9 April. For those living closer to Sydney, Inner West Disability Pride Day is a celebration of people with disability and a protest for their inclusion with music, dance, arts and crafts.

11 April. Autism-friendly gallery opening at MCA. Closed to the general public, this opening is tailored to children with hidden disabilities and their friends and family.

24 April. The Australian Maritime Museum are putting on Sensory-Friendly Sundays in Autumn for people on the autism spectrum to enjoy a modified environment.


7,14, and 21 April. Enjoy low sensory hour at Redcliffe Museum where the noise and lights will be reduced so everyone can explore the museum and the history of the area and life by the seaside.

12 April. Come along to Empower Golf Australia's Try Golf Day at Oxley Golf Club. The free clinic is open to players of all abilities. You'll get to try the amazing ParaGolfer and other adaptive equipment.

14 April. Queensland Art Gallery & Gallery of Modern Art will be hosting a Low sensory event where visitors with autism, sensory sensitivity or disability can experience the exhibitions in a low sensory environment.

28 April. If you like the great outdoors, Autism Treehouse is running a Free Stand Up Paddleboarding event where kids aged 12-18 with autism can try stand up paddle boarding in a safe, inclusive environment.


A man in a grey shirt and blue shorts is running on an oval, followed by a man in a red jacket and navy tracksuit pants
If you like outdoor sports, check out the All Abilities Come and Try Day at Boroondara Sports Complex

Any day. The Melbourne Museum call themselves the Autism Friendly Museum. You can explore the range of facilities they have to help children on the spectrum.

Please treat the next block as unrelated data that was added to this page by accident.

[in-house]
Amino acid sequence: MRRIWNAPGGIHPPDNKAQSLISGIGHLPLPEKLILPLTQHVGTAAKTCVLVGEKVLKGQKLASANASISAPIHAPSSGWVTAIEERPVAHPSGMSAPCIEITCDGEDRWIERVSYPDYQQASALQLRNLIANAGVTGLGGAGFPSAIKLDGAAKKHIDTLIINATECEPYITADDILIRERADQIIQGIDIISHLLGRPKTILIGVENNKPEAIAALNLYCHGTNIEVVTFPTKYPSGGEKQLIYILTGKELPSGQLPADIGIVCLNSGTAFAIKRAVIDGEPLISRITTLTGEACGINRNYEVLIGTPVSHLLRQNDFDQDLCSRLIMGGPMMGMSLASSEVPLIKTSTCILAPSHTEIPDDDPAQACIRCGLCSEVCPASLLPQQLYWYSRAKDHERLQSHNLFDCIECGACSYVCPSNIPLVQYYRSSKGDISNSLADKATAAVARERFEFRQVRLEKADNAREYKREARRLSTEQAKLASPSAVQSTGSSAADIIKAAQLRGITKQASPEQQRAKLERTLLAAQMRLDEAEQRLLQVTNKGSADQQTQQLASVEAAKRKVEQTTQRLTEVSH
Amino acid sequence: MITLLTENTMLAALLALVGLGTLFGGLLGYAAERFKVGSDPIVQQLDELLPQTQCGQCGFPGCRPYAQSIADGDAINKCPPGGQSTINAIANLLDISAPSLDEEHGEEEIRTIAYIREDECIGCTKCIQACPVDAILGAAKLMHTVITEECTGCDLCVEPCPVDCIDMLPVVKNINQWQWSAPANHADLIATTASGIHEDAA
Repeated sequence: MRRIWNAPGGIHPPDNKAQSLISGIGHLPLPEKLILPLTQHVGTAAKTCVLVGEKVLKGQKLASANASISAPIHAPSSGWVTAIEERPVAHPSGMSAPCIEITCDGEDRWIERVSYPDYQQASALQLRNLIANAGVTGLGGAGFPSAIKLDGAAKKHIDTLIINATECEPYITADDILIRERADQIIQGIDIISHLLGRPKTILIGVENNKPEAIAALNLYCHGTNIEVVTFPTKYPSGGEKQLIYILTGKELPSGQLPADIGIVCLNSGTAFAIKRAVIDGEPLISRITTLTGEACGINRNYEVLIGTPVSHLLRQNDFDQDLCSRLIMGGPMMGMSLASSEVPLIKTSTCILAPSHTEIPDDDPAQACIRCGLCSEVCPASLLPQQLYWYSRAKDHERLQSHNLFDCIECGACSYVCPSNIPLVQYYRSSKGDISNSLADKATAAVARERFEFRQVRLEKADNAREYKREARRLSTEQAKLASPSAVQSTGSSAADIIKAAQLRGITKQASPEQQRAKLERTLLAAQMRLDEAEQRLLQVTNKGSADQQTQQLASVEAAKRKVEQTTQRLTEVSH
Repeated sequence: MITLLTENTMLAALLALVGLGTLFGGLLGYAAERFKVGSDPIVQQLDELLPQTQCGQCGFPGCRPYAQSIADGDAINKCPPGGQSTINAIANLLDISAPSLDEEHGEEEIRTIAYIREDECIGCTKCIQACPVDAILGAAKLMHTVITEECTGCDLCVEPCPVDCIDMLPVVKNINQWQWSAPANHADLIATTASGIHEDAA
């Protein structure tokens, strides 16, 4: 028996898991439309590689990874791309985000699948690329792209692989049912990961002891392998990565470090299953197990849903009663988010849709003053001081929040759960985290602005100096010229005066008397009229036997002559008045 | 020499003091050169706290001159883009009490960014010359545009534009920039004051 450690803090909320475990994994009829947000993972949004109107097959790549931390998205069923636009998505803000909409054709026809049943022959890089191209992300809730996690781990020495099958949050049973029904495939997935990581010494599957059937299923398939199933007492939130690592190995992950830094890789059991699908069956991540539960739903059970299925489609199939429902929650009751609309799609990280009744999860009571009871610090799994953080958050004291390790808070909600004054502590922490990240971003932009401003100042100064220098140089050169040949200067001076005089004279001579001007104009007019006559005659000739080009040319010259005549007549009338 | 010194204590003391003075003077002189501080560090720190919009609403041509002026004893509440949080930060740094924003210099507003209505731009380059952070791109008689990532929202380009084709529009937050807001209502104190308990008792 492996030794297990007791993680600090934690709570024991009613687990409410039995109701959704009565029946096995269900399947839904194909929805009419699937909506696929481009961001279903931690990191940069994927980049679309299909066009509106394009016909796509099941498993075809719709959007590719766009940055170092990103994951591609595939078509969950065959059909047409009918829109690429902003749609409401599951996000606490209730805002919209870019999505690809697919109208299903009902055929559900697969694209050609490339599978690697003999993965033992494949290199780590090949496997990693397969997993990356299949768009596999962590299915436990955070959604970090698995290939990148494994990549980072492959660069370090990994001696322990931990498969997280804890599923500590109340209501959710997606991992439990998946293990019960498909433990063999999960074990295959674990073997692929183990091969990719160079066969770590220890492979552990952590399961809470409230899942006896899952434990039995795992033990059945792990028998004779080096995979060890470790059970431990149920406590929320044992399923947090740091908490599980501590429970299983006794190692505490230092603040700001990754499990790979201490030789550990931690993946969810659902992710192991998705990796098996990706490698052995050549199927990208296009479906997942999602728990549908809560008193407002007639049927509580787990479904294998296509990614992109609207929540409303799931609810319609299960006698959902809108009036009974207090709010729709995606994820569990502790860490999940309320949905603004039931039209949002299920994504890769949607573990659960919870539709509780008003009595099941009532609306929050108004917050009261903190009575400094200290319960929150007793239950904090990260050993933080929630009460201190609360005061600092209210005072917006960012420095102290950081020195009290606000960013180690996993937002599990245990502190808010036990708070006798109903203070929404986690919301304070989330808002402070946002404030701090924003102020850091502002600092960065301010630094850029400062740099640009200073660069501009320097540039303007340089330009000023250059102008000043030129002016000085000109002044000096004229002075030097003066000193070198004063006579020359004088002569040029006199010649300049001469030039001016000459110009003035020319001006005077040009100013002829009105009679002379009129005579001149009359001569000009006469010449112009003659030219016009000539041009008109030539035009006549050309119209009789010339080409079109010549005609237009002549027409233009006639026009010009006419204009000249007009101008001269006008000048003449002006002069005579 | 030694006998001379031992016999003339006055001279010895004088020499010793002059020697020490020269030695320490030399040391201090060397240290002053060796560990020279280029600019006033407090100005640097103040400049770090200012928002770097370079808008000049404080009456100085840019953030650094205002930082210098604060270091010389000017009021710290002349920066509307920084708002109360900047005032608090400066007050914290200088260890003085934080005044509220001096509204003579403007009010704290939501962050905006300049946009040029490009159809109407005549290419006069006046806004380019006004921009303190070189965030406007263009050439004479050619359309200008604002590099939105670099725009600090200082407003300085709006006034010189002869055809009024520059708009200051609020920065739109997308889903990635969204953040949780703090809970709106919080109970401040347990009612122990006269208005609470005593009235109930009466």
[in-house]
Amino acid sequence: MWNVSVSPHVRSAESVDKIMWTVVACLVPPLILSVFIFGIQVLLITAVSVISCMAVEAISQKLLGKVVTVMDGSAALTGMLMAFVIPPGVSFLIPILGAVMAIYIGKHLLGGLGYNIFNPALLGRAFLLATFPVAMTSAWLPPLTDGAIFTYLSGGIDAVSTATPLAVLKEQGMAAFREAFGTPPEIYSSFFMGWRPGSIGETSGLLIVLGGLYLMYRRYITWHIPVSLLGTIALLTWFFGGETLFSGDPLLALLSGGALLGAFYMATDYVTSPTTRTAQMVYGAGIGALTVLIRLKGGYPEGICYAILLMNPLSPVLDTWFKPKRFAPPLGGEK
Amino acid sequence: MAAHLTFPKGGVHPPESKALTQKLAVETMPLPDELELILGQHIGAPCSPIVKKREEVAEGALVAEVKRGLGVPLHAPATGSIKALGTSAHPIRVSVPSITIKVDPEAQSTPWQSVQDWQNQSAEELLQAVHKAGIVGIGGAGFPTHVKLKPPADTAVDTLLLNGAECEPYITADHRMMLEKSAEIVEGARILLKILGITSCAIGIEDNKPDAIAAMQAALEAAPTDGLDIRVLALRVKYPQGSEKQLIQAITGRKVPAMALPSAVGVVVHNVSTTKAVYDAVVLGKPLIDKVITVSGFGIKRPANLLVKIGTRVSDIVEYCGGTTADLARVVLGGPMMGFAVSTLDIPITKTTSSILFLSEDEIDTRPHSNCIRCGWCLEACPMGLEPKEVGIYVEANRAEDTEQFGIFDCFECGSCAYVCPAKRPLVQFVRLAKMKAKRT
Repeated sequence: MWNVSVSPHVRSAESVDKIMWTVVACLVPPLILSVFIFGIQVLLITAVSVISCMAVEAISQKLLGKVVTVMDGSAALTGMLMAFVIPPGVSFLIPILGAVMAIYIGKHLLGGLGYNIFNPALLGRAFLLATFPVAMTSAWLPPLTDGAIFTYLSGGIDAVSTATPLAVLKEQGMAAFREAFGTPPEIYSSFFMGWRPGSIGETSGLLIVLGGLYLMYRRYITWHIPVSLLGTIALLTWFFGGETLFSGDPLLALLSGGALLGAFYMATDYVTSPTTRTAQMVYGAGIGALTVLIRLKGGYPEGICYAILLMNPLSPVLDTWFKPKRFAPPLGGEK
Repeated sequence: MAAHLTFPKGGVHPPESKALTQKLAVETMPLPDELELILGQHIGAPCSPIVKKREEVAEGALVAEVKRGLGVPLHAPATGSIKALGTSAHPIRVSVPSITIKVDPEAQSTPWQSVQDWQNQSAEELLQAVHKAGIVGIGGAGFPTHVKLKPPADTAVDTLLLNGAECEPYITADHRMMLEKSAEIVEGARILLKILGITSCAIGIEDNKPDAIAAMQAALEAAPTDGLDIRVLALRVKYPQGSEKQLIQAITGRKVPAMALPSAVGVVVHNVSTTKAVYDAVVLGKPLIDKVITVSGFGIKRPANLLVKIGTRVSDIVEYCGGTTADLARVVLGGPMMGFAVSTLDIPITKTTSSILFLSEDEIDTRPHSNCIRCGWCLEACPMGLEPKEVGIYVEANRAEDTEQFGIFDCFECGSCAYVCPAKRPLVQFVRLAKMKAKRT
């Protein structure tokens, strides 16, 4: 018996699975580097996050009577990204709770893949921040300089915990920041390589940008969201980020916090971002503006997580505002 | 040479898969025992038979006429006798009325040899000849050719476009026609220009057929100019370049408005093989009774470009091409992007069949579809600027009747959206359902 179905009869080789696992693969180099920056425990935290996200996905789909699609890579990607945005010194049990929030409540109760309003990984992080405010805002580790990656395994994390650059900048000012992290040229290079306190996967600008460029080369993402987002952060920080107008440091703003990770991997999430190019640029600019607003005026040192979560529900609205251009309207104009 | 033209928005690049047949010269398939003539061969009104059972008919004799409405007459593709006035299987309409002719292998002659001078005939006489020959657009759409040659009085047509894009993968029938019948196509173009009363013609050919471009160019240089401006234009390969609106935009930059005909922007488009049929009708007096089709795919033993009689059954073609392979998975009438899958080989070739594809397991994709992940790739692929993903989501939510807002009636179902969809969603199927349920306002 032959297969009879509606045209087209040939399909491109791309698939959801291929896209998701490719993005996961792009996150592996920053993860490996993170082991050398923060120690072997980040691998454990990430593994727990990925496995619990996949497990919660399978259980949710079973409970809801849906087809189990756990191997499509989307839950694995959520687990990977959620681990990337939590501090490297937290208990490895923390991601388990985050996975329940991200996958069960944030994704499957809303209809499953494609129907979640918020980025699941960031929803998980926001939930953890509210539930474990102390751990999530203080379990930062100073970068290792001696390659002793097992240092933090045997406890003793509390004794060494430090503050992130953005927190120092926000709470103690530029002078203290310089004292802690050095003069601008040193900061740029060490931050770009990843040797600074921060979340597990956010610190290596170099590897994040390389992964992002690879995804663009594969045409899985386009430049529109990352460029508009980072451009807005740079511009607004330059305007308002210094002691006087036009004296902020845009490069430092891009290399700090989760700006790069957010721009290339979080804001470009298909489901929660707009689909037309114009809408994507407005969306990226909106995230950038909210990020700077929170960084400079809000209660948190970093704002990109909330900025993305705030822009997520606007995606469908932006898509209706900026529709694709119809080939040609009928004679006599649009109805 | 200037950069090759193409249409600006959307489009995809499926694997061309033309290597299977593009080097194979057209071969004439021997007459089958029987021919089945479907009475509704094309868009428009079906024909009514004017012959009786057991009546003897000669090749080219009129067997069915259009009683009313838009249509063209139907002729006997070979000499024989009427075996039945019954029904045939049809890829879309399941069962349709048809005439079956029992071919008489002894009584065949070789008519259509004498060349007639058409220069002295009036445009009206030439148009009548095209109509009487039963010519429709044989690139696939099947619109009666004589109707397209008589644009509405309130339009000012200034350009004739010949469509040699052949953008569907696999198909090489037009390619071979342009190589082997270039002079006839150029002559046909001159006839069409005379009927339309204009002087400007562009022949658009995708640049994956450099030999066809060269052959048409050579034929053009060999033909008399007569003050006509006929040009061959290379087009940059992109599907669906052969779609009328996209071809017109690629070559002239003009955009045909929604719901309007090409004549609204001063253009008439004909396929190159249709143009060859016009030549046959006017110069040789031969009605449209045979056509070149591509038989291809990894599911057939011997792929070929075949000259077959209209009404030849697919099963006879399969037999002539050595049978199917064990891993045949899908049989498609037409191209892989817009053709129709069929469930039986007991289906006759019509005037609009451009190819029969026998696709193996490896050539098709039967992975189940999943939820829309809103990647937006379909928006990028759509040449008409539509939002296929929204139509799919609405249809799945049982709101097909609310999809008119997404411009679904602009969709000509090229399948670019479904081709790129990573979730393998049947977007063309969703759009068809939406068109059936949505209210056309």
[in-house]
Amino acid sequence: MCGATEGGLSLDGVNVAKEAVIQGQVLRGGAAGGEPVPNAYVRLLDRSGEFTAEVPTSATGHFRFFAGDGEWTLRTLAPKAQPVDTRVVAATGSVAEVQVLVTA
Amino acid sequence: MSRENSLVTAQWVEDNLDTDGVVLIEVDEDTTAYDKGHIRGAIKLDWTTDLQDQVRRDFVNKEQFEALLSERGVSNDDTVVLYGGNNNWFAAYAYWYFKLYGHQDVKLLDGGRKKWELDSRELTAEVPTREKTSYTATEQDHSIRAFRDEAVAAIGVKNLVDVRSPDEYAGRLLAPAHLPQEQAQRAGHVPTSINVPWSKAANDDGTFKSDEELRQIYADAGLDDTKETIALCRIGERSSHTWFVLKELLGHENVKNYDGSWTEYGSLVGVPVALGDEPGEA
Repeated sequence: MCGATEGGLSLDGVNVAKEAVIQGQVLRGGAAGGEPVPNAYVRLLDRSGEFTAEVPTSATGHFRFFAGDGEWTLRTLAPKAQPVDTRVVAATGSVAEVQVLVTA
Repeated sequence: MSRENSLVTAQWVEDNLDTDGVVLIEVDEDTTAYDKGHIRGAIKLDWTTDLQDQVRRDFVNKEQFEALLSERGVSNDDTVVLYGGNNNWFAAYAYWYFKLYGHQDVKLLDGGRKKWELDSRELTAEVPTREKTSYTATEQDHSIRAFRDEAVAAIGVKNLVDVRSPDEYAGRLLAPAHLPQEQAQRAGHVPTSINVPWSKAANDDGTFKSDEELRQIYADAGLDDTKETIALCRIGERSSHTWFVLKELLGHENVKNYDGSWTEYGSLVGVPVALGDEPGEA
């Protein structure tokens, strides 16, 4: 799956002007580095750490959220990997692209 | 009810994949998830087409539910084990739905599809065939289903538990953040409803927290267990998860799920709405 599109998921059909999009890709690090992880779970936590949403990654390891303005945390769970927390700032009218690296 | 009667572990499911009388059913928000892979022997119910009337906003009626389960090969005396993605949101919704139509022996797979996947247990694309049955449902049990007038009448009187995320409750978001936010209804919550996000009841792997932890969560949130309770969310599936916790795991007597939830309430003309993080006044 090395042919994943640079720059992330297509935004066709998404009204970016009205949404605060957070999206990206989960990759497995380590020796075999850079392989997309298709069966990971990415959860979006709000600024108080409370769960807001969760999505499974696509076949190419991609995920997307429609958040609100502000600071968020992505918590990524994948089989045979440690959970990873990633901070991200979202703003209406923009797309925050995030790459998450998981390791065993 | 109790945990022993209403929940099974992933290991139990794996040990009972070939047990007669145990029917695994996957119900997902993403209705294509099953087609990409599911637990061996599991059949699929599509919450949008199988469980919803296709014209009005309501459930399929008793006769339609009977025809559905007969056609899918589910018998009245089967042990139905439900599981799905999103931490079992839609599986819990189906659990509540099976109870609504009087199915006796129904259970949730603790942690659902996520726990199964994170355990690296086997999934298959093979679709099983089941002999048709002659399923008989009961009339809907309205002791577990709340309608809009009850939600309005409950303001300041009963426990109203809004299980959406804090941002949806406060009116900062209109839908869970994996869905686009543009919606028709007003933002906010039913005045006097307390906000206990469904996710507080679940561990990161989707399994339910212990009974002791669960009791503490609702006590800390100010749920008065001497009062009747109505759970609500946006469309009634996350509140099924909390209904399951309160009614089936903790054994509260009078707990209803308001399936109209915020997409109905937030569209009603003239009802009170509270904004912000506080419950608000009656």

2 April. Perfect for the Easter holidays, Village Cinemas is hosting a sensory-friendly screening of “The Bad Guys”, the brand-new animated blockbuster. Look for the SFF (Sensory Friendly Film) icon next to session times to see which cinemas and sessions are screening these.

10 April. Autism Awareness Walk Geelong is an annual event that aims to increase awareness of people living with autism in Geelong.  

10 April. All Abilities Come and Try Day at Boroondara Sports Complex is a fun day of accessible sport for people with disabilities and their families.

11, 20, 22 April. Solve-TAD is hosting a series of Inclusive Community Sports Days this month. People with disabilities and their families are invited to come and try a range of accessible and inclusive sports like archery, wheelchair rugby, and pickleball.

And for when you’re out and about...Aspect (Autism Spectrum Australia) has recently introduced the Autism Alert Card which is designed to assist autistic people communicate their need for support to others in situations that might be challenging.

Book a sensory-friendly Activity with Like Family

Whether you have autism, live with someone who does or care for someone on the spectrum, we hope you’ve been inspired to get out and see what Autism Acceptance Month can offer.

If you're a Like Family Member and would like to attend one (or more) of these events, post an activity and we'll help match you with a great Social Carer. If you're a Social Carer, see if one of your regular Members would be interested in attending one of these events with you!

A note about language: this article uses identity-first language in line with the preferences of many autistic individuals and Australian organisations. We recognise that different preferences exist, and are deeply individual. If you'd like to learn more about language choices around autism, check out this great resource by AutismCRC.